Scripps reviewed the federal and state level system of levee oversight and found that no one at any level of government knows where all levees are, what they protect or what shape they are in. Thousands of communities are being forced by the Federal Emergency Management Agency to get levees certified under a national upgrade of flood hazard maps, but even FEMA admits the standards are outdated and don't accurately reflect the risks to people behind them.
  • Financial package

    "Hedge funds in swaps face peril with rising junk bond defaults" examined the complexity of credit default swaps, which are unregulated securities that were supposed to act as a form of insurance and protect investors against risk. "FDIC may need $150 billion bailout as local bank failures mount" reported that many regional banks in the country would fail within a year because they hadn't realized losses on defaulting mortgages. "Exploiting FDIC loopholes enriches former U.S. bank regulators" revealed that three former government employees created a for-profit company that exploits FDIC rules and helps millionaires insure up to $50 million in bank accounts guaranteed by the FDIC.
  • Insurers Criticized for New Rate Models

    This story investigates property-casualty insurers' use of controversial computer models created by various modeling firms; the computer models use complex data to project potential losses from hurricanes and other natural disasters. But investigative reporting revealed the models can be flawed in their design, in their assumptions or in their application by insurers.
  • In Their Dust

    The Baltimore Sun discovered that unbeknownst to state regulators and legislators, non-profit hospitals were suing tens of thousands of patients in local courts over unpaid bills even though those bills were covered through the rate-setting system. Some of the hospitals that filed the most lawsuits were also collecting consistent surpluses on unpaid and charity care through the rate-setting formula, something that the rate-setting commission could not explain. Patients were often railroaded through the legal system. And hospitals violated state laws or contracts with insurance companies by suing patients for amounts they were not permitted to collect.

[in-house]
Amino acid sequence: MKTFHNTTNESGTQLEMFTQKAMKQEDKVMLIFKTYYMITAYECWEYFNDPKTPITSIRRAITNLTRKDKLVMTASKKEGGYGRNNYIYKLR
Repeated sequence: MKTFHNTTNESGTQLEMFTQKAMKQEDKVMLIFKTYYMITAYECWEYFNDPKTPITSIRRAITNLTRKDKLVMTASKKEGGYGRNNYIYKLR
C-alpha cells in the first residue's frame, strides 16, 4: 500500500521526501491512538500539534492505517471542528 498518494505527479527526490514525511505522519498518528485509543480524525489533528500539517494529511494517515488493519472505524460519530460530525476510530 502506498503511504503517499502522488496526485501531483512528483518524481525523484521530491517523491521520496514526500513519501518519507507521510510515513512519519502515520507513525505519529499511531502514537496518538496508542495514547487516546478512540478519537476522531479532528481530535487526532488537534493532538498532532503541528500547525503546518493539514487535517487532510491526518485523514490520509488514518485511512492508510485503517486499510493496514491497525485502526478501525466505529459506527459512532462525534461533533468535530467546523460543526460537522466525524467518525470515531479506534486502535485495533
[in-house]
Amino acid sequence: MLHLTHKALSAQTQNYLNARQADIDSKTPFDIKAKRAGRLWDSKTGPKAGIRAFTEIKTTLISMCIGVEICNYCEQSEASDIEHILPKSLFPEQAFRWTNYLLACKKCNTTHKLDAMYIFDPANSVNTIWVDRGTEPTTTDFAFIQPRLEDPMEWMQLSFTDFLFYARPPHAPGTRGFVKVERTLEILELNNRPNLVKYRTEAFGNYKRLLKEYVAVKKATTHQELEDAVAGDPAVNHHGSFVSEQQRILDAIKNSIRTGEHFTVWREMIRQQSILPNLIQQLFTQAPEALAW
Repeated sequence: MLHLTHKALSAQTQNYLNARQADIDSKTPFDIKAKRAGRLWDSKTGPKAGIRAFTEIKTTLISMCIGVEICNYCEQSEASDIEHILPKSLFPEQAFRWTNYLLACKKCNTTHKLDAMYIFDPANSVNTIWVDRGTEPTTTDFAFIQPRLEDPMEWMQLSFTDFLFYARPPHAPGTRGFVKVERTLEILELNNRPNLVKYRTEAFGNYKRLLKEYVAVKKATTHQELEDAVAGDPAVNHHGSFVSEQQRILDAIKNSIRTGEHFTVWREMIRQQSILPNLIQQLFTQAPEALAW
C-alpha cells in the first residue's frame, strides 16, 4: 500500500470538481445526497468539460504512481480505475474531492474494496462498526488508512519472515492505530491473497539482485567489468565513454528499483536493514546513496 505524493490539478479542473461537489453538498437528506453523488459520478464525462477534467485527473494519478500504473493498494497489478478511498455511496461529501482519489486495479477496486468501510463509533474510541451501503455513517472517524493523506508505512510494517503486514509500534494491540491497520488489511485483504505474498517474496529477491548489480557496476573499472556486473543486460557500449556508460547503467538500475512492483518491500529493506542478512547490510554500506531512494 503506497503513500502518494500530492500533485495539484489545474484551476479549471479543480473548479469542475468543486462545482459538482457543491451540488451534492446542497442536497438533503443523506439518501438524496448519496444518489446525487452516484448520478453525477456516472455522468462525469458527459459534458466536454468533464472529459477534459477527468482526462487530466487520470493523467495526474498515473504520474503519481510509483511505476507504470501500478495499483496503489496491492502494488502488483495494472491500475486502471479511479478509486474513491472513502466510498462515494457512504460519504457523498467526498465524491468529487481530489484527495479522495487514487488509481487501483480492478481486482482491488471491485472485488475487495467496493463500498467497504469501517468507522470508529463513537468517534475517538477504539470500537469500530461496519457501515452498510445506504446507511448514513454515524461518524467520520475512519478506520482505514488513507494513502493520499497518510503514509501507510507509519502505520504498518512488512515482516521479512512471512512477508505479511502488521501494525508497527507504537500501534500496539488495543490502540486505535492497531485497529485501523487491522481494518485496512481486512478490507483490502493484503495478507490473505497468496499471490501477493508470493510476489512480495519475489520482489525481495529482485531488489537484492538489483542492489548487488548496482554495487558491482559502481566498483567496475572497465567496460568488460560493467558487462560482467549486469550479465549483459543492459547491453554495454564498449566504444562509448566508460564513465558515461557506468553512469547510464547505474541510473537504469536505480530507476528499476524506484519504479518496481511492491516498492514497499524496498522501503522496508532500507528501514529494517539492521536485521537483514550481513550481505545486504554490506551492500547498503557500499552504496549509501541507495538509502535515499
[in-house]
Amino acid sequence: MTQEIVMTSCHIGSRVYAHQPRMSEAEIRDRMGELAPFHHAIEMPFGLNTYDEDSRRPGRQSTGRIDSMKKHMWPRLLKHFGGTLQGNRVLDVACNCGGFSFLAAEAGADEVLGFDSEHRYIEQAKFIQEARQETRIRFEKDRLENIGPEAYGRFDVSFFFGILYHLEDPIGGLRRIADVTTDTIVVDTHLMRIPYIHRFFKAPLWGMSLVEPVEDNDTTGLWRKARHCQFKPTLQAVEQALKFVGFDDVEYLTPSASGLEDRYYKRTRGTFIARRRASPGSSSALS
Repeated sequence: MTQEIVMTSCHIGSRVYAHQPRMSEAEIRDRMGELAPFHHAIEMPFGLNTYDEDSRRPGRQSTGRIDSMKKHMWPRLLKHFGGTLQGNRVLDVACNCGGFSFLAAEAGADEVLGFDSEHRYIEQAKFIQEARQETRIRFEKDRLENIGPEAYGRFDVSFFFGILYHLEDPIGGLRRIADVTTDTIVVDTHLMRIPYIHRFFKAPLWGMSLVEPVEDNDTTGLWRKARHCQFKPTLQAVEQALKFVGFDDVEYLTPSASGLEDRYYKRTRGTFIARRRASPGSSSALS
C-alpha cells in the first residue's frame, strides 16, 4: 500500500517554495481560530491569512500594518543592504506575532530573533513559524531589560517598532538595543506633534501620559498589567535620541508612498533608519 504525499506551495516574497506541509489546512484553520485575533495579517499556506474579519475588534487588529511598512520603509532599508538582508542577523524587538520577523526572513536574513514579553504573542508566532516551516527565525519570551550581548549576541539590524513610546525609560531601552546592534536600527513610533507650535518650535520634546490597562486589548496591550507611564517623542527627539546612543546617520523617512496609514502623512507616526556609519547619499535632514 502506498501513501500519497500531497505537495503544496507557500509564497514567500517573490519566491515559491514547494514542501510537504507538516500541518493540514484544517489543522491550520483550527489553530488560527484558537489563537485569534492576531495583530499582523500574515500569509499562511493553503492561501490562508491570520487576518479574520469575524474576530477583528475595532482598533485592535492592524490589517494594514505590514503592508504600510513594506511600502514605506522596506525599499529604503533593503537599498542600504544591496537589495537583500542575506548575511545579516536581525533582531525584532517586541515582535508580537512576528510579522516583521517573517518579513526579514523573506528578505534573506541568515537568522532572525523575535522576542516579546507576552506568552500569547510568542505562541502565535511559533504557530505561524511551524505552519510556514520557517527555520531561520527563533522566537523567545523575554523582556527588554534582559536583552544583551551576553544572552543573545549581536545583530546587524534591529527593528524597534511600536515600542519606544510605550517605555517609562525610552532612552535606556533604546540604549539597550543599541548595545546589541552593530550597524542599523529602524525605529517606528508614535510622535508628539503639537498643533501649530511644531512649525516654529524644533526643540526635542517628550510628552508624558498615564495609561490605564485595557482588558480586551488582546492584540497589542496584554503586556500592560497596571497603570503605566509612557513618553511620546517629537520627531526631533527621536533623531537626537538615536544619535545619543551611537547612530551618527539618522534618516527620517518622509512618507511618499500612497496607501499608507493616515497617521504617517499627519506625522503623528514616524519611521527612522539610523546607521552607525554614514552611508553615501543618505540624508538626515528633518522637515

• Way Ahead of the Curve

    This is a series of three stories by senior writer David Evans that ran in the February, July and November issues of Bloomberg Markets magazine. In "The Risk Nightmare," (July 2008), Evans pierced the opacity and complexity of credit default swaps, unregulated securities that were supposed to act as a form of insurance and protect investors against risk. He found that CDS had built up so many interconnections that one player could jeopardize the entire financial system. In "Banks on the Edge" (November 2008), Evans reported that scores of regional banks across the U.S. would fail within a year because they hadn't yet realized their losses on defaulting mortgages. In "Peddling Tainted Debt to Florida," (February 2008), he reported that Lehman Brothers was both advising and selling toxic debt to Florida's "money market pool." This disclosure prompted a run on the pool, and it was then shut down as the state investigated its holding and worked to restore its creditworthiness.
  • America's Health Care Crisis

    "America's health-care system is in a crisis with many people worried that medical costs will bankrupt them, a Consumer Reports series found...The series found that consumers who had to buy insurance on their own had higher costs and more limited coverage, according to our nationally representative survey. Often they found they could not get coverage at all, unless it excluded the very illness for which they needed treatment."
  • Sick

    "'Sick' tells the story of eight individuals from around the country to examine what happens when people struggle to pay for their medical care. Along the way, it also tells the story of health insurance in America- how it evolved, how it operates today, and what's likely to happen to it in the future."